When we had my Nana's funeral many many years ago, and her little house was being emptied to be sold, the family had an afternoon where we discussed who would receive what mementos from the house.
I held back from speaking up too much - I lived the farthest away and had seen her the least over the years, and I didn't want to step on any family member toes by trying to claim things they might have wanted themselves. Besides, the things that I really would have loved were either already spoken for - her little mantle clock - or long gone - her brush and mirror set that she kept on her dresser hadn't been around for years, and her super cool retro dishes that made me think of lunches with her and my grandpa when I was a kid had long been replaced.
I did of course get some lovely things, and one of the most treasured has become her yellow bowl.
The funny thing about the bowl is that I don't ever recall seeing her use it! She wasn't much of a baker and meals she cooked were pretty straightforward meat and potatoes. Perhaps it was used for big family dinners, but us kids were banished from her small kitchen to keep us from getting in the way.
I brought it back to our house in Calgary and it lived on a shelf, unused, until we moved to BC, where it lived up above the kitchen cupboards where I could see it every time I walked in the kitchen but it wasn't easily accessible and remained unused. When we did a big kitchen cleanup/clean-out last year it came down from its shelf to be washed, and I wondered what I was saving the bowl for, and why I wasn't using it now.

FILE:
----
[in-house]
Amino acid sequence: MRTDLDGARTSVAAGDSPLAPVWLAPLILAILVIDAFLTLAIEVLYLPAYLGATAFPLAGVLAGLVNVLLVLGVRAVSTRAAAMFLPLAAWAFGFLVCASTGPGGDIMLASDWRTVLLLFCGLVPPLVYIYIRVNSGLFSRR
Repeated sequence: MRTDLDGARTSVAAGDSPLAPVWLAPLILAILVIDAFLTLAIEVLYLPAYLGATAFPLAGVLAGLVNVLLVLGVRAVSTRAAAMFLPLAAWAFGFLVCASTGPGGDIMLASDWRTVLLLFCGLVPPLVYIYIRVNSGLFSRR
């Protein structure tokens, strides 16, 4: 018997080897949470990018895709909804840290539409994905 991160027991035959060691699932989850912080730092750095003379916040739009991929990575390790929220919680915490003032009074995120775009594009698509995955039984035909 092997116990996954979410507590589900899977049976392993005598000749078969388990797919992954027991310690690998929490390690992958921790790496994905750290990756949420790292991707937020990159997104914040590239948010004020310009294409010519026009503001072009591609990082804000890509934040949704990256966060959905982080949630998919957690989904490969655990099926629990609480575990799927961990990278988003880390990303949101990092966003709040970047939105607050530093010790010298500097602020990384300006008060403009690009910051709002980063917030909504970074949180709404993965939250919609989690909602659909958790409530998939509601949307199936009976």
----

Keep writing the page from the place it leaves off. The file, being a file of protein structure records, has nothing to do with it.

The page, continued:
So I made room on my bowl shelf and now it has become one of my most often used bowls.
It's quite large and a good size for bread doughs or meatloafs, and it has a flat spot on one side so you can have it tilted on the counter, if you needed to.
So I use it to make meatloaf, and bread dough. Muffins and pancakes. Cookies. And I think about my Nana and her little kitchen, and her daughter - my Mom - and how much I love and miss them both.
The stamp on the bottom of the bowl reads -